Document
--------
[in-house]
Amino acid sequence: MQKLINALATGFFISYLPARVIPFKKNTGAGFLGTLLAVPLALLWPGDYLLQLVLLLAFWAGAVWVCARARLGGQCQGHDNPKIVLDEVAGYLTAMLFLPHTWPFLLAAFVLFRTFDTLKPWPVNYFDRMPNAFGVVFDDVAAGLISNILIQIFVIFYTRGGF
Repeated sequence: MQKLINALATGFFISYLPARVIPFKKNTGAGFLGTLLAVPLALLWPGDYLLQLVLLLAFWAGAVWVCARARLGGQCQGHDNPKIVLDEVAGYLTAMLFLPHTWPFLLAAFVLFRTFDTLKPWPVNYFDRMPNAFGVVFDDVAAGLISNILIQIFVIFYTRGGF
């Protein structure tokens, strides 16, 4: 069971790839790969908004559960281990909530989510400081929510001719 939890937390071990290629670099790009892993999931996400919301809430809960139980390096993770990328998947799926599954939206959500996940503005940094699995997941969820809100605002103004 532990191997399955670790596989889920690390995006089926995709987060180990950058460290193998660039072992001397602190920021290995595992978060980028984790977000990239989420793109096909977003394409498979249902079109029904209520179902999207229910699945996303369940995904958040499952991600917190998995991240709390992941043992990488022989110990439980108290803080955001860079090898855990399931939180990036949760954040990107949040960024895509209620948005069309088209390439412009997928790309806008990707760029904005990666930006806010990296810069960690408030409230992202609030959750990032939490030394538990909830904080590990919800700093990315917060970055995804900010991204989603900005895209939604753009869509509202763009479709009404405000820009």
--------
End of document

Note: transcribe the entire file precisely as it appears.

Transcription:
[in-house]
Amino acid sequence: MQKLINALATGFFISYLPARVIPFKKNTGAGFLGTLLAVPLALLWPGDYLLQLVLLLAFWAGAVWVCARARLGGQCQGHDNPKIVLDEVAGYLTAMLFLPHTWPFLLAAFVLFRTFDTLKPWPVNYFDRMPNAFGVVFDDVAAGLISNILIQIFVIFYTRGGF
Repeated sequence: MQKLINALATGFFISYLPARVIPFKKNTGAGFLGTLLAVPLALLWPGDYLLQLVLLLAFWAGAVWVCARARLGGQCQGHDNPKIVLDEVAGYLTAMLFLPHTWPFLLAAFVLFRTFDTLKPWPVNYFDRMPNAFGVVFDDVAAGLISNILIQIFVIFYTRGGF
């Protein structure tokens, strides 16, 4: 069971790839790969908004559960281990909530989510400081929510001719 939890937390071990290629670099790009892993999931996400919301809430809960139980390096993770990328998947799926599954939206959500996940503005940094699995997941969820809100605002103004 532990191997399955670790596989889920690390995006089926995709987060180990950058460290193998660039072992001397602190920021290995595992978060980028984790977000990239989420793109096909977003394409498979249902079109029904209520179902999207229910699945996303369940995904958040499952991600917190998995991240709390992941043992990488022989110990439980108290803080955001860079090898855990399931939180990036949760954040990107949040960024895509209620948005069309088209390439412009997928790309806008990707760029904005990666930006806010990296810069960690408030409230992202609030959750990032939490030394538990909830904080590990919800700093990315917060970055995804900010991204989603900005895209939604753009869509509202763009479709009404405000820009």